Jul 13, 2010 Ned Campbell Uncategorized
Representatives from the EPA and NYSDEC came to the fairgrounds’ Martha Eddy Room Thursday to explain their recent Human Health Risk Assessment (HHRA) to Camillus residents. It was dubbed a question and answer session and was conducted in the most literal sense of the term — with questions submitted on paper, anonymously, with no chance for following up.
“Is there a reason that this meeting is being so tightly managed and controlled and not democratic?” said Barbara Silverstone of Camillus an hour into the session. Under the meeting’s format, Silverstone was speaking out of turn.
Moderator Joan Kennedy’s response did not answer the question.
“Well right now let me go through this and then we can open it up,” she said.
The Human Health Risk Assessment, authored by Micheal Sivak of the EPA, determined the transport of chemicals from Onondaga Lake to Wastebed 13 in Camillus to present no unacceptable risks. In the current plan, after being dredged from Onondaga Lake, a solution of 10 percent sediment and 90 percent water would be brought to Wastebed 13 via double walled, high-density polyethylene tubes measuring 16 inches in diameter. The water would be filtered out and treated, and the sediment would be stored in geotextile tubes in the sediment consolation area (SCA). The study concluded that the SCA would be closely monitored.
To start his presentation, the EPA’s Michael Sivak, author of the study, said comments posted to syracuse.com and submitted to the EPA about the HHRA indicated misinformation and misunderstandings going around. The purpose of the session was to clear up the confusion.
One source of confusion was the term “acceptable risk.”
“I understand that that’s kind of a weird way to phrase risk, and why is any risk acceptable?” Sivak said. “The national contingency plan presents some of these rules that our program has to follow and one of those is that it defines what acceptable levels of risk are,” he explained.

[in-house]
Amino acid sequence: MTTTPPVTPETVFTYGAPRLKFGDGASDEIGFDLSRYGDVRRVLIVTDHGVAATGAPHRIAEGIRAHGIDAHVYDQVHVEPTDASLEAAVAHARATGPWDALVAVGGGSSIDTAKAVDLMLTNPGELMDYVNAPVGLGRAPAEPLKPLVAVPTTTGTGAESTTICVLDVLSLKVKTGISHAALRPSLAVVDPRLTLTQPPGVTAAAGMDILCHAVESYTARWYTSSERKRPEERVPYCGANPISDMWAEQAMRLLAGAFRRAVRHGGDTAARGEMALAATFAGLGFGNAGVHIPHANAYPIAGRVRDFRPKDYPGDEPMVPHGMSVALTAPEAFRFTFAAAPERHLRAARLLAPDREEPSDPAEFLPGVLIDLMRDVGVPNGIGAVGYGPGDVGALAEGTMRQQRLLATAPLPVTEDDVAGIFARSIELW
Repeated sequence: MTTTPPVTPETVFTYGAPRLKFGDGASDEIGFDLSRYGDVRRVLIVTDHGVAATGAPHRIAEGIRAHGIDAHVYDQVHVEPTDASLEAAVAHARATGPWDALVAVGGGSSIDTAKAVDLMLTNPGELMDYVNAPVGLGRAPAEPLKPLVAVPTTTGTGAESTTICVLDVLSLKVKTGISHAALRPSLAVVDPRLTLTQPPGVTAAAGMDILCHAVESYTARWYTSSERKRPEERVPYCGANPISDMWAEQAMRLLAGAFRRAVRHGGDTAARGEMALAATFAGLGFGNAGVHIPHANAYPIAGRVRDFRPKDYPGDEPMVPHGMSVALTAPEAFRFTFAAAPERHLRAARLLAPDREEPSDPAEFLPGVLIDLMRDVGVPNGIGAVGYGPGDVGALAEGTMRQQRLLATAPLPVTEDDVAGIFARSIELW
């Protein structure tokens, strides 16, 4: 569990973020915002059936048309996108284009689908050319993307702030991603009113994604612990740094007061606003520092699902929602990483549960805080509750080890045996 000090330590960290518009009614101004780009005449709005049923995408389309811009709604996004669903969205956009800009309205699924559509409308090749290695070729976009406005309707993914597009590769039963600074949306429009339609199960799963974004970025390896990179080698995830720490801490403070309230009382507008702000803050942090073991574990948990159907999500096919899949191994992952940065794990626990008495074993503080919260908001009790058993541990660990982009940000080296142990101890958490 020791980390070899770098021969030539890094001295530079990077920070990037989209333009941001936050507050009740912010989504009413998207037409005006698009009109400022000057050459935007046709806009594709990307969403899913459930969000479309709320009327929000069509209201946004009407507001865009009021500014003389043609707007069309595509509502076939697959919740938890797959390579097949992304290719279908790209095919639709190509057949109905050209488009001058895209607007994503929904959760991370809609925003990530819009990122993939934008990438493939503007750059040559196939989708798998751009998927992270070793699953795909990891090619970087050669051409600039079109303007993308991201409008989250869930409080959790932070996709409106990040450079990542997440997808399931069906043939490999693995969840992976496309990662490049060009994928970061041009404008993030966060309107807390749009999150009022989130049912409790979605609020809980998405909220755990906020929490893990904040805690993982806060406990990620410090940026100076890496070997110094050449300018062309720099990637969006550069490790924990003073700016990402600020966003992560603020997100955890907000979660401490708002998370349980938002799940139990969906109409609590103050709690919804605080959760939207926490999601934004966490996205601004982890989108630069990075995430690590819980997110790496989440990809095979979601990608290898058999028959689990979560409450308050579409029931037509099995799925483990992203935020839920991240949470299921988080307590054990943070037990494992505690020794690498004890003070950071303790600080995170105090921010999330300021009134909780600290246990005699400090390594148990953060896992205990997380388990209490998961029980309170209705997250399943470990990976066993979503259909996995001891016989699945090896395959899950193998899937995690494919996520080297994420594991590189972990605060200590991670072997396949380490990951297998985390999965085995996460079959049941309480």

The EPA is required to find unacceptable levels of risk when determining whether to take remedial action on a toxic waste site. The process for determining risk is complex, but simply put, in order to have a risk there must be a chance for exposure. This requires a complete exposure pathway, which was identified in the study.
The HHRA determined release of sediment at the SCA was unlikely due to its design and engineering, but evaluated exposure potential for hypothetical purposes. The study made assumptions that those off site would be exposed 350 days per year, 24 hours per day for five years, and those on site would be exposed for 45 days, finding both hypothetical situations to pose no adverse health effects.
Many questions suggested tightening safety precautions for the SCA’s containment of chemicals.
“Are there any reasonable measures that should be included in the original construction operation?” Joan Kennedy read from submitted questions.
Bob Nunes of the EPA cited changes already made to the original design, including turning away from a “settling basin” in favor of storing the sediment in geotextile tubes, “an approach that would result in much fewer emissions.”
He said the EPA would work with the town of Camillus and DEC engineers to find ways to further reduce emissions from Wastebed 13.
Follow up questions were granted, but not until about four hours into the Q&A. Outside the doors of the Martha Eddy Room, Rick Hevier, Camillus resident and founder of fearnotfacts.org, agreed that the session was tightly controlled. He felt this was in response to the hectic Wastebed 13 meeting hosted in January.
“This is what happens when people react emotionally and not to the facts,” he said. Before the meeting, Hevier stood with other Camillus residents promoting his stance on the cleanup.
“We don’t want it to come here, but if it does, make it safe,” he said.
Hevier’s son, Rich, pinpointed the campaign’s reason for separating from the Camillus Coalition that has resisted the EPA and DEC’s current plan.
“I think it’s important not to lose sight of the benefit of a clean Onondaga Lake,” he said.